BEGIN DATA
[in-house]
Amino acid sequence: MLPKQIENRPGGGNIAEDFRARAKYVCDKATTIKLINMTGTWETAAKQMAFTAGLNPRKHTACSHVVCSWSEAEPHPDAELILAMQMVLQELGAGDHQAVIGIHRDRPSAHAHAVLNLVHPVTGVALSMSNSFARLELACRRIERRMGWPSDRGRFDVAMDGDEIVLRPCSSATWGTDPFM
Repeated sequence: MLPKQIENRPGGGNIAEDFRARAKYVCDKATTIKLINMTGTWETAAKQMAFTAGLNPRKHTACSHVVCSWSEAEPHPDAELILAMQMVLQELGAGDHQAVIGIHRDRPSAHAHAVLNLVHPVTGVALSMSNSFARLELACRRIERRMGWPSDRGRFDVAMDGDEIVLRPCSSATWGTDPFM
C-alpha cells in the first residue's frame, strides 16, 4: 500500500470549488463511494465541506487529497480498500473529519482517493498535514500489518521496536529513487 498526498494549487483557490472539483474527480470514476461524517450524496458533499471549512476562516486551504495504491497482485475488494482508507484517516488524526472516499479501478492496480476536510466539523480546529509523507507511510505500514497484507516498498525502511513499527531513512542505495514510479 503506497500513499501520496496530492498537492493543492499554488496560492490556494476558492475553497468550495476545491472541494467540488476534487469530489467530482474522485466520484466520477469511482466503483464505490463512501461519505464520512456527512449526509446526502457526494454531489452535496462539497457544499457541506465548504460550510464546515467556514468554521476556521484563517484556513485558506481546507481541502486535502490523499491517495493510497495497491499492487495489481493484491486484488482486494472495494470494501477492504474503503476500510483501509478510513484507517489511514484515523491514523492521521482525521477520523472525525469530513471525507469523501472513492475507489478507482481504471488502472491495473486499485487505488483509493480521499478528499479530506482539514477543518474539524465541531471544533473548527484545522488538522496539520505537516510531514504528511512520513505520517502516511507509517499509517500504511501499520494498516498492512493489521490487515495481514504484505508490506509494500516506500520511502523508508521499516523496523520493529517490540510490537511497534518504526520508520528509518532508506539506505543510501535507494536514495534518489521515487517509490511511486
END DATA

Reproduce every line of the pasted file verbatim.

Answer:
[in-house]
Amino acid sequence: MLPKQIENRPGGGNIAEDFRARAKYVCDKATTIKLINMTGTWETAAKQMAFTAGLNPRKHTACSHVVCSWSEAEPHPDAELILAMQMVLQELGAGDHQAVIGIHRDRPSAHAHAVLNLVHPVTGVALSMSNSFARLELACRRIERRMGWPSDRGRFDVAMDGDEIVLRPCSSATWGTDPFM
Repeated sequence: MLPKQIENRPGGGNIAEDFRARAKYVCDKATTIKLINMTGTWETAAKQMAFTAGLNPRKHTACSHVVCSWSEAEPHPDAELILAMQMVLQELGAGDHQAVIGIHRDRPSAHAHAVLNLVHPVTGVALSMSNSFARLELACRRIERRMGWPSDRGRFDVAMDGDEIVLRPCSSATWGTDPFM
C-alpha cells in the first residue's frame, strides 16, 4: 500500500470549488463511494465541506487529497480498500473529519482517493498535514500489518521496536529513487 498526498494549487483557490472539483474527480470514476461524517450524496458533499471549512476562516486551504495504491497482485475488494482508507484517516488524526472516499479501478492496480476536510466539523480546529509523507507511510505500514497484507516498498525502511513499527531513512542505495514510479 503506497500513499501520496496530492498537492493543492499554488496560492490556494476558492475553497468550495476545491472541494467540488476534487469530489467530482474522485466520484466520477469511482466503483464505490463512501461519505464520512456527512449526509446526502457526494454531489452535496462539497457544499457541506465548504460550510464546515467556514468554521476556521484563517484556513485558506481546507481541502486535502490523499491517495493510497495497491499492487495489481493484491486484488482486494472495494470494501477492504474503503476500510483501509478510513484507517489511514484515523491514523492521521482525521477520523472525525469530513471525507469523501472513492475507489478507482481504471488502472491495473486499485487505488483509493480521499478528499479530506482539514477543518474539524465541531471544533473548527484545522488538522496539520505537516510531514504528511512520513505520517502516511507509517499509517500504511501499520494498516498492512493489521490487515495481514504484505508490506509494500516506500520511502523508508521499516523496523520493529517490540510490537511497534518504526520508520528509518532508506539506505543510501535507494536514495534518489521515487517509490511511486